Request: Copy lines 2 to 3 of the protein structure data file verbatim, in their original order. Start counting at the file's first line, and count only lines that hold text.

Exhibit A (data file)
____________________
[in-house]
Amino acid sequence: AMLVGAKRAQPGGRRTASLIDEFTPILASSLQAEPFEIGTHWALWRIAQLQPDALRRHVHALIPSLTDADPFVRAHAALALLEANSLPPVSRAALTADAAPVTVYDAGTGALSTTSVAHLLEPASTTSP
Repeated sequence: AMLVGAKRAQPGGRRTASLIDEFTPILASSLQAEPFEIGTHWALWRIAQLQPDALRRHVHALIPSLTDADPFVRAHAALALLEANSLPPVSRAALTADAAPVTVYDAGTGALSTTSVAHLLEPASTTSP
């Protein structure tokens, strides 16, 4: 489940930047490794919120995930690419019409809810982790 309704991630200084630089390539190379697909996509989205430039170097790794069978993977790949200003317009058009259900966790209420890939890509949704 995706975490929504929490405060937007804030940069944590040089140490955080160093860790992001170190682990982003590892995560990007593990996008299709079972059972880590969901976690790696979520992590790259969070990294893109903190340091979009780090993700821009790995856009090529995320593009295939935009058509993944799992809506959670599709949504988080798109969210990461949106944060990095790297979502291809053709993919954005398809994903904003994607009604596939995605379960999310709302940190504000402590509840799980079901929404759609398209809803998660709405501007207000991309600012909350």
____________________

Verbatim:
Amino acid sequence: AMLVGAKRAQPGGRRTASLIDEFTPILASSLQAEPFEIGTHWALWRIAQLQPDALRRHVHALIPSLTDADPFVRAHAALALLEANSLPPVSRAALTADAAPVTVYDAGTGALSTTSVAHLLEPASTTSP
Repeated sequence: AMLVGAKRAQPGGRRTASLIDEFTPILASSLQAEPFEIGTHWALWRIAQLQPDALRRHVHALIPSLTDADPFVRAHAALALLEANSLPPVSRAALTADAAPVTVYDAGTGALSTTSVAHLLEPASTTSP